HD~Irritability/Temper Outbursts
Movement Disorder Medicines
Anxiety-Antidepressant Medications
Antidepressant Adverse Effects
Warnings~Adolescents Under 25
Sertraline ~Zoloft
Anti-psychotic Medications
Prozac, Luvox, Paxil, Zoloft & Celexa
Olanzipine & Risperidone and blood tests
Cutting Prescriptions
Sites That Help the Medicine Go Down
Vitamins & Minerals
Why Certain Symptoms Occur In HD
Tests Commonly Used -Neuropsychological Examination
Symptom vs Medication
Speech & Swallowing Difficulties~Lynn Rhodes
Swallowing Problem Warning Signs
Swallowing Tests
Nutrition and HD~Anna Gaba (Recipes)
HD & Diet~HSA Fact Sheet 7
HD~Swallowing & Nutrition
Weight Gain
5 Levels Difficulty In Swallowing
Feeding Tube~Advanced Stages of HD
Feeding Tube~Jean Miller
One more word on feeding tubes
PEG Tubes and baby foods
Feeding Tubes-More Info
HD~Falling/Safety Issues
HD~Cognitive/Decision Making/Impulsivity
Cognitive-Short Tips
Denial of HD
HD~Irritability/Temper Outbursts
Managing behavioral problems
Depression - Treatment Resistant Patient
HD~Mania, Obsessive Disorders
HD~Hallucinations & Psychosis
HD~Rigidity, Spasticity, and Dystonia
Adaptive Products
Teen Suicide~Let's Talk Facts
Stress Explained-Easy/Fun Format
How To Help Someone Chronically Ill
Legal Planning for Incapacity
Out-of-Home Care Options FAQ
Preparing for Emergencies

Chapter 4-Physicians, Guide to the Management of  HD

Irritability and Temper Outbursts

One of the most typical complaints we hear from HD families is concern about irritability and temper outbursts. These signs can be present for a couple of reasons.

First, it is important to assess for depression when increased irritability is reported. Oftentimes, irritability and temper outbursts diminish when a mood disorder is treated. Many times, however, irritability or outbursts remain even in the absence of a mood disorder.

Examination of the underlying causes of irritability and temper outbursts is helpful in diminishing the frequency and severity of these behaviors. Persons with HD are continually challenged by previously routine tasks or activities that are experienced as overwhelming. HD results in a progressive loss of abilities that often "sneak up" on persons with HD. Several patients have confided that "I didn't realize I could no longer do it."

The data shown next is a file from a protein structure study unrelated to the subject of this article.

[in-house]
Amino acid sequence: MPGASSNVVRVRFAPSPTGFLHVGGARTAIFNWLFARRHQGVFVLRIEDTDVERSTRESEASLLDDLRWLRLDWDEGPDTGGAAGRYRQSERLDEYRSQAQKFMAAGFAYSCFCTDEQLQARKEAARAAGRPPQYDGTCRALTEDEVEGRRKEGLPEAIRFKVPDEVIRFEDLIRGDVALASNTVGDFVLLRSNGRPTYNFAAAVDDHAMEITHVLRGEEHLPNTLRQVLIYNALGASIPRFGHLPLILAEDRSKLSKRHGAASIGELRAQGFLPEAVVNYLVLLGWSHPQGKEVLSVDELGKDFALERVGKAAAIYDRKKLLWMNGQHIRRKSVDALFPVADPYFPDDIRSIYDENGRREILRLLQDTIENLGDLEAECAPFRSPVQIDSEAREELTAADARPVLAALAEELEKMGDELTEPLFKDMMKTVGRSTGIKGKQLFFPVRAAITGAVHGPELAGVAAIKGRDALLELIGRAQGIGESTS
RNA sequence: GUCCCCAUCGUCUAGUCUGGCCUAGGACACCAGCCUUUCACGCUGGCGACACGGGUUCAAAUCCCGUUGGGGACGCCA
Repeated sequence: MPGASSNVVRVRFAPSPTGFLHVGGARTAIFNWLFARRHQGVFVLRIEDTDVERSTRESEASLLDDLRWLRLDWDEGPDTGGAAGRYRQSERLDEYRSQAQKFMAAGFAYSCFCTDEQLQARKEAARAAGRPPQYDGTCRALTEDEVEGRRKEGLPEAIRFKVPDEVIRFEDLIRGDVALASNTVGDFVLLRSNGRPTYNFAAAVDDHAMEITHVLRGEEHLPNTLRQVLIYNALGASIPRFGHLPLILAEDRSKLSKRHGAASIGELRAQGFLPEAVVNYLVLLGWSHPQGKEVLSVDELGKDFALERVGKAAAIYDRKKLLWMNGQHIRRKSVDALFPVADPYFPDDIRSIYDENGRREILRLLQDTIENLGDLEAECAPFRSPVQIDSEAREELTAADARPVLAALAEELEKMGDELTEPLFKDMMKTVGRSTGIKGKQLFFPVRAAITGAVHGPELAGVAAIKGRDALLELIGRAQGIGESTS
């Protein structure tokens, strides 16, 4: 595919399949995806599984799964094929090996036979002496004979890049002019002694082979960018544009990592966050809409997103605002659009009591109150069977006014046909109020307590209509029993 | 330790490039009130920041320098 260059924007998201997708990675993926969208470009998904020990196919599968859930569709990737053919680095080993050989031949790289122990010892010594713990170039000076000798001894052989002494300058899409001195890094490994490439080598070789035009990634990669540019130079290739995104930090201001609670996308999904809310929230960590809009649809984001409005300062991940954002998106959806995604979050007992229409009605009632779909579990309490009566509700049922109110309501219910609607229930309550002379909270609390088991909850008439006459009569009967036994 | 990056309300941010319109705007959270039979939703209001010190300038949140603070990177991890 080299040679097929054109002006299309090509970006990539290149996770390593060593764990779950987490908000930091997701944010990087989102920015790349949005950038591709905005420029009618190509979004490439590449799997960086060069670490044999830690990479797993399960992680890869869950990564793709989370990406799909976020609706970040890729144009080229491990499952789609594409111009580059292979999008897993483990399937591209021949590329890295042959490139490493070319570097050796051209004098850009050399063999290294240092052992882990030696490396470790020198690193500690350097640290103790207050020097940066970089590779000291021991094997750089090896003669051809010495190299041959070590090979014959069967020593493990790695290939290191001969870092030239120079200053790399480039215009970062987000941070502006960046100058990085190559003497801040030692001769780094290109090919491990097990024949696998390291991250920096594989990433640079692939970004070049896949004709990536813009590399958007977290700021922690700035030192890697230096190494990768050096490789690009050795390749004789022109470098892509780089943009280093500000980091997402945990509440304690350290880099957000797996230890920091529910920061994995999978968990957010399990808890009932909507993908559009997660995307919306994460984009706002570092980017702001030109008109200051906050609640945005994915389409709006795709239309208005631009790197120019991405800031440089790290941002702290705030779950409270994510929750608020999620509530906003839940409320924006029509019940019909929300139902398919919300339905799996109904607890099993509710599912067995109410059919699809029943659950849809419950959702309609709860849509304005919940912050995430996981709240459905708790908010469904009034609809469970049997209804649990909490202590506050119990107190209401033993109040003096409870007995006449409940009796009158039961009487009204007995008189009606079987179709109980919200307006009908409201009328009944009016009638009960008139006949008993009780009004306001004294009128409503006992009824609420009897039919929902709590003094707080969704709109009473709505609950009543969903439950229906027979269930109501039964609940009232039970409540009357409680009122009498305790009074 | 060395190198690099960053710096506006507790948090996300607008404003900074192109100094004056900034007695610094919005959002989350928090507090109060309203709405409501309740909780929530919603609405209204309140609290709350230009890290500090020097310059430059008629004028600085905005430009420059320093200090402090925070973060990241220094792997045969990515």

Close attention should be paid to the signals, verbal or nonverbal, that patients are upset or wanting something, so that they do not get to the stage of exploding before they receive attention.

Knowledge of the person and sensitivity to his needs means that some situations can be anticipated and potential frustration defused. It may be possible to identify situations which trigger frustration and either avoid them or provide diversional activities. An awareness of the person's capabilities is very important, so that he is encouraged to be as independent as possible and allowed to take risks without risking constant exposure to failure.

Although this encouragement to maintain independence is not always possible at work, it is critical to encourage in the home. The person with HD should be encouraged to do things for himself and to participate in primary decision-making as long as possible, except perhaps in situations where safety is an issue (i.e. driving or cooking). Family members should be responsible for providing a safe environment so that no person is ever in danger. Remove dangerous implements, such as guns, from the house and have emergency numbers near the telephone.

Listed below are some general strategies for families to employ to minimize irritability and some coping skills for temper outbursts.


  • Assess your own expectations regarding the HD affected individual. A family member may be unwilling or unable to accept the patient's new limitations.
  • Try to keep the environment as calm and controlled as possible.
  • Speak in a low, soft voice. Avoid confrontations and ultimatums. Sit down and keep hand gestures quiet.
  • Try to identify circumstances which trigger> irritability and temper outbursts and avoid them.
  • Redirect the HD person away from the source of anger.
  • Learn to respond diplomatically, acknowledging the patient's irritability as a symptom of frustration.

Chapter 5-Physicians, Guide to the Management of  HD

Psychiatric Symptoms not Belonging to a Specific Diagnostic Category

Patients with Huntington's disease may suffer from a variety of emotional symptoms which do not fit any specific psychiatric diagnosis, but may nevertheless be a source of distress and a focus of treatment including irritability, anxiety and apathy.

Some of these symptoms are related to the disease itself, and others can be seen as a response to changing circumstances, such as a patient who becomes anxious about going to the market because her involuntary movements attract attention.